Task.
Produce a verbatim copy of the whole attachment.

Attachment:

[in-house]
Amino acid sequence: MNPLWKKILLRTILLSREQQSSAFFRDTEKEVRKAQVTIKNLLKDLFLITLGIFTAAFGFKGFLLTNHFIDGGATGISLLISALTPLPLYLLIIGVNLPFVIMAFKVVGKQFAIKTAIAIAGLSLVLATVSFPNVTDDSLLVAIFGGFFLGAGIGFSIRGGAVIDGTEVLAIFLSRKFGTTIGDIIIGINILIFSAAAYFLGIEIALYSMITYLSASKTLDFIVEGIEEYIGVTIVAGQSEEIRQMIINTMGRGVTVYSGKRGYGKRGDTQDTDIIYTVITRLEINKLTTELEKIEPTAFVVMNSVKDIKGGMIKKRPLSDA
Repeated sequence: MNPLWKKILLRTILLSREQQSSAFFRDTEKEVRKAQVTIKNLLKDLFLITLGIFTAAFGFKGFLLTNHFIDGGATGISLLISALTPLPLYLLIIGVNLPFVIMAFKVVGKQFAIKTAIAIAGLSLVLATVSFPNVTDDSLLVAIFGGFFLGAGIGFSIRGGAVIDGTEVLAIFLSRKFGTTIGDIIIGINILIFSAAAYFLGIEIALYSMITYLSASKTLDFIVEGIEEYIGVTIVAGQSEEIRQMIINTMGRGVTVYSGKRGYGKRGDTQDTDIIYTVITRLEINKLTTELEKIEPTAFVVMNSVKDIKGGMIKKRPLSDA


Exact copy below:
[in-house]
Amino acid sequence: MNPLWKKILLRTILLSREQQSSAFFRDTEKEVRKAQVTIKNLLKDLFLITLGIFTAAFGFKGFLLTNHFIDGGATGISLLISALTPLPLYLLIIGVNLPFVIMAFKVVGKQFAIKTAIAIAGLSLVLATVSFPNVTDDSLLVAIFGGFFLGAGIGFSIRGGAVIDGTEVLAIFLSRKFGTTIGDIIIGINILIFSAAAYFLGIEIALYSMITYLSASKTLDFIVEGIEEYIGVTIVAGQSEEIRQMIINTMGRGVTVYSGKRGYGKRGDTQDTDIIYTVITRLEINKLTTELEKIEPTAFVVMNSVKDIKGGMIKKRPLSDA
Repeated sequence: MNPLWKKILLRTILLSREQQSSAFFRDTEKEVRKAQVTIKNLLKDLFLITLGIFTAAFGFKGFLLTNHFIDGGATGISLLISALTPLPLYLLIIGVNLPFVIMAFKVVGKQFAIKTAIAIAGLSLVLATVSFPNVTDDSLLVAIFGGFFLGAGIGFSIRGGAVIDGTEVLAIFLSRKFGTTIGDIIIGINILIFSAAAYFLGIEIALYSMITYLSASKTLDFIVEGIEEYIGVTIVAGQSEEIRQMIINTMGRGVTVYSGKRGYGKRGDTQDTDIIYTVITRLEINKLTTELEKIEPTAFVVMNSVKDIKGGMIKKRPLSDA